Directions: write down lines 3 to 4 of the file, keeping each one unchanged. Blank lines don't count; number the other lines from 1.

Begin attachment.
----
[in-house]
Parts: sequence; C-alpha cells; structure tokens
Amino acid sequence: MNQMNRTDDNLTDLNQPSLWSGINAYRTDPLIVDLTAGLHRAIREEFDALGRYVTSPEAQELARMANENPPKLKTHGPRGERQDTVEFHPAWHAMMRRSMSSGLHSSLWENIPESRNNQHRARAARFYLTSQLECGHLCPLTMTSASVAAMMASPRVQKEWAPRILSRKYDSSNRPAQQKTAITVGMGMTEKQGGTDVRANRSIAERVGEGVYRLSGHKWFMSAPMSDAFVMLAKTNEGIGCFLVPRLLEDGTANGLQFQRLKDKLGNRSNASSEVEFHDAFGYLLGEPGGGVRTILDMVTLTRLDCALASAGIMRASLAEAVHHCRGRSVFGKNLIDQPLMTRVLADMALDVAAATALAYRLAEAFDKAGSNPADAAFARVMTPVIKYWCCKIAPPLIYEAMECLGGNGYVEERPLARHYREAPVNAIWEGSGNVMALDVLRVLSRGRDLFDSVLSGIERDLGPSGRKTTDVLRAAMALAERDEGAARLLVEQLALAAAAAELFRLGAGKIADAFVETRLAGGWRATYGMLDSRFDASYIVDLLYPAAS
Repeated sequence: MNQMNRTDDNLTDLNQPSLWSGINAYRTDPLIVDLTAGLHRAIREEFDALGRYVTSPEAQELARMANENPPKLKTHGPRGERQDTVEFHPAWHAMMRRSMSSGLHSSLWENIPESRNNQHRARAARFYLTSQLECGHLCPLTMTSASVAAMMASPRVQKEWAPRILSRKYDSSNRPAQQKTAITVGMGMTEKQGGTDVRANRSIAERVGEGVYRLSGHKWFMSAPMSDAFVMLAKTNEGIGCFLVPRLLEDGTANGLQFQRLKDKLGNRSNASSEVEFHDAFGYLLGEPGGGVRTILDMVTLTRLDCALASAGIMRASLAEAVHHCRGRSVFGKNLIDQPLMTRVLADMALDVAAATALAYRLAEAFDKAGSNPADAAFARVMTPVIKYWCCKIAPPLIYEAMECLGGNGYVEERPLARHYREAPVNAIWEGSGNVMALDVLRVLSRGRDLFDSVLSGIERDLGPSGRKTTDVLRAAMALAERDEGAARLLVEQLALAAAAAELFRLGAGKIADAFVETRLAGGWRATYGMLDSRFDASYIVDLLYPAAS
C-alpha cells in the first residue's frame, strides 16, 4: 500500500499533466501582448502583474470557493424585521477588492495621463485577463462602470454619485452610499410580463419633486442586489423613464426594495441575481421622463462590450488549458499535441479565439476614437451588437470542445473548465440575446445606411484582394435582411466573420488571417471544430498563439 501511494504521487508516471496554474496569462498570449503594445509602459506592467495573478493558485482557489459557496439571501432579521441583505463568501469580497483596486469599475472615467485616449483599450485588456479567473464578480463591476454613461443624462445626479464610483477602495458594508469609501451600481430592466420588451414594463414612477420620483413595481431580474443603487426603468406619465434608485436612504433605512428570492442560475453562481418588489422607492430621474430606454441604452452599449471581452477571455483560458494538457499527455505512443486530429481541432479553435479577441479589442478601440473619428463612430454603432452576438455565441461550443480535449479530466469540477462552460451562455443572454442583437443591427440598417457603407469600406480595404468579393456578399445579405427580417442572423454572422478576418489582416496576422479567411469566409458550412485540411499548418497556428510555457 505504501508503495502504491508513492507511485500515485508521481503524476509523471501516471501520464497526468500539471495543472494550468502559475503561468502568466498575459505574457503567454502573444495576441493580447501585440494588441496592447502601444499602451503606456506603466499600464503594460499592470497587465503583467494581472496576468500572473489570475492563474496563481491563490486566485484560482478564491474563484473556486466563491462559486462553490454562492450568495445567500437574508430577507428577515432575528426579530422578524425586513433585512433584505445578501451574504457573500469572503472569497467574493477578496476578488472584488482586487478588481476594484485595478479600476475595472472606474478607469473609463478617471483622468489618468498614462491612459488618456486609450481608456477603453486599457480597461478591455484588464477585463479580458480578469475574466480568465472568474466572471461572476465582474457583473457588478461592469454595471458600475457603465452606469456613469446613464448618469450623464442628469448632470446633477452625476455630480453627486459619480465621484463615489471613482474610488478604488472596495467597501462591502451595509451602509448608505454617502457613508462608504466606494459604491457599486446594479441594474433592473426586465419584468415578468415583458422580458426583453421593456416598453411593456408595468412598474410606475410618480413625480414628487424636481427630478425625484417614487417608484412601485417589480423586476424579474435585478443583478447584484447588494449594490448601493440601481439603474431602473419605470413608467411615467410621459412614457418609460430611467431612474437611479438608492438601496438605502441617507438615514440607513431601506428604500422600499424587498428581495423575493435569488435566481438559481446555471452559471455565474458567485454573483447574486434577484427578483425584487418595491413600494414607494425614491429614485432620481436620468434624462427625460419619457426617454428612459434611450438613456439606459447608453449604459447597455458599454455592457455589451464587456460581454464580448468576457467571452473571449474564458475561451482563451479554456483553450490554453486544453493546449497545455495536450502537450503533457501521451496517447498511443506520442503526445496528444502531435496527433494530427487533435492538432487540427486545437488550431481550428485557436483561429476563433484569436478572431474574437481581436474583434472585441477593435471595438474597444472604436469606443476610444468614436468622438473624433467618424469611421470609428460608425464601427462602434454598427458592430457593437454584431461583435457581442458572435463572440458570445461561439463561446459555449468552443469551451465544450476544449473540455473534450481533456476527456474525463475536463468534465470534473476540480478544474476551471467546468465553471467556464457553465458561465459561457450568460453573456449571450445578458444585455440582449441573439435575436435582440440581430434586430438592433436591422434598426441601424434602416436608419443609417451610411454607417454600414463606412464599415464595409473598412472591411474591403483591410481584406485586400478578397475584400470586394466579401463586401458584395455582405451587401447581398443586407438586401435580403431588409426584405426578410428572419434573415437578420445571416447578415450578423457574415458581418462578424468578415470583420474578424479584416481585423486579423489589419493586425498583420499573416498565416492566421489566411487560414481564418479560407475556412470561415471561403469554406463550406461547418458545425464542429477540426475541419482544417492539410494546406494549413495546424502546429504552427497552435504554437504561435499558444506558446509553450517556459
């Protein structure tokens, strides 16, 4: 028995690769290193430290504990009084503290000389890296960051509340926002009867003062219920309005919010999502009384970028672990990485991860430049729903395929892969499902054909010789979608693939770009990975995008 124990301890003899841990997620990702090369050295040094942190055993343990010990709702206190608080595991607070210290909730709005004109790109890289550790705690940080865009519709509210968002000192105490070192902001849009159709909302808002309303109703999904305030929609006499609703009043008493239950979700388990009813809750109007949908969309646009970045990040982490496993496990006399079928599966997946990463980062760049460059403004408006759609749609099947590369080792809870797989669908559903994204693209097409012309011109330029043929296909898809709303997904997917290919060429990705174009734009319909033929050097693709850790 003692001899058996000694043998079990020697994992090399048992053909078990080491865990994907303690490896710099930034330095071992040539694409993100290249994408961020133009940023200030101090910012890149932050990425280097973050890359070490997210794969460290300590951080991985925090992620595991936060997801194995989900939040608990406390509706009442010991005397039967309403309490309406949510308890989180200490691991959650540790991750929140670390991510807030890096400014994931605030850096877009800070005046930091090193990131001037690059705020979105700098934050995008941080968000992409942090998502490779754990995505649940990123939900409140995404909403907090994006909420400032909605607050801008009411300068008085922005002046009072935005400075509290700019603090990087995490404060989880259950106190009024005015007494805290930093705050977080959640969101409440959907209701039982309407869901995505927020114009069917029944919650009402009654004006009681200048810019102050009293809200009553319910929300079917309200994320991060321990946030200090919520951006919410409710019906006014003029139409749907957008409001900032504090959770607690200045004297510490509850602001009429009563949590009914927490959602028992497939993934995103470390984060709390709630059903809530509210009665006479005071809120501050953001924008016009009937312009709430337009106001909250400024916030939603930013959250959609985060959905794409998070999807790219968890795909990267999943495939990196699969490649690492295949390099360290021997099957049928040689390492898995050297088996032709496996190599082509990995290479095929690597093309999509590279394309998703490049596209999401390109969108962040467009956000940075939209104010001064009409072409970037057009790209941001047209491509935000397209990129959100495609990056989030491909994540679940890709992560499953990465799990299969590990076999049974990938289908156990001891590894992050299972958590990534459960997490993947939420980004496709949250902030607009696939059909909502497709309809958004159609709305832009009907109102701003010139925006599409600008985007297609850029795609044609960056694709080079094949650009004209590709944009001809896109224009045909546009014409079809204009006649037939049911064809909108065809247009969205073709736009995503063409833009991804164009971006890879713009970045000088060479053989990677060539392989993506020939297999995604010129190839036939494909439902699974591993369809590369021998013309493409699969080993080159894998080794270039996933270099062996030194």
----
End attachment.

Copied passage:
Amino acid sequence: MNQMNRTDDNLTDLNQPSLWSGINAYRTDPLIVDLTAGLHRAIREEFDALGRYVTSPEAQELARMANENPPKLKTHGPRGERQDTVEFHPAWHAMMRRSMSSGLHSSLWENIPESRNNQHRARAARFYLTSQLECGHLCPLTMTSASVAAMMASPRVQKEWAPRILSRKYDSSNRPAQQKTAITVGMGMTEKQGGTDVRANRSIAERVGEGVYRLSGHKWFMSAPMSDAFVMLAKTNEGIGCFLVPRLLEDGTANGLQFQRLKDKLGNRSNASSEVEFHDAFGYLLGEPGGGVRTILDMVTLTRLDCALASAGIMRASLAEAVHHCRGRSVFGKNLIDQPLMTRVLADMALDVAAATALAYRLAEAFDKAGSNPADAAFARVMTPVIKYWCCKIAPPLIYEAMECLGGNGYVEERPLARHYREAPVNAIWEGSGNVMALDVLRVLSRGRDLFDSVLSGIERDLGPSGRKTTDVLRAAMALAERDEGAARLLVEQLALAAAAAELFRLGAGKIADAFVETRLAGGWRATYGMLDSRFDASYIVDLLYPAAS
Repeated sequence: MNQMNRTDDNLTDLNQPSLWSGINAYRTDPLIVDLTAGLHRAIREEFDALGRYVTSPEAQELARMANENPPKLKTHGPRGERQDTVEFHPAWHAMMRRSMSSGLHSSLWENIPESRNNQHRARAARFYLTSQLECGHLCPLTMTSASVAAMMASPRVQKEWAPRILSRKYDSSNRPAQQKTAITVGMGMTEKQGGTDVRANRSIAERVGEGVYRLSGHKWFMSAPMSDAFVMLAKTNEGIGCFLVPRLLEDGTANGLQFQRLKDKLGNRSNASSEVEFHDAFGYLLGEPGGGVRTILDMVTLTRLDCALASAGIMRASLAEAVHHCRGRSVFGKNLIDQPLMTRVLADMALDVAAATALAYRLAEAFDKAGSNPADAAFARVMTPVIKYWCCKIAPPLIYEAMECLGGNGYVEERPLARHYREAPVNAIWEGSGNVMALDVLRVLSRGRDLFDSVLSGIERDLGPSGRKTTDVLRAAMALAERDEGAARLLVEQLALAAAAAELFRLGAGKIADAFVETRLAGGWRATYGMLDSRFDASYIVDLLYPAAS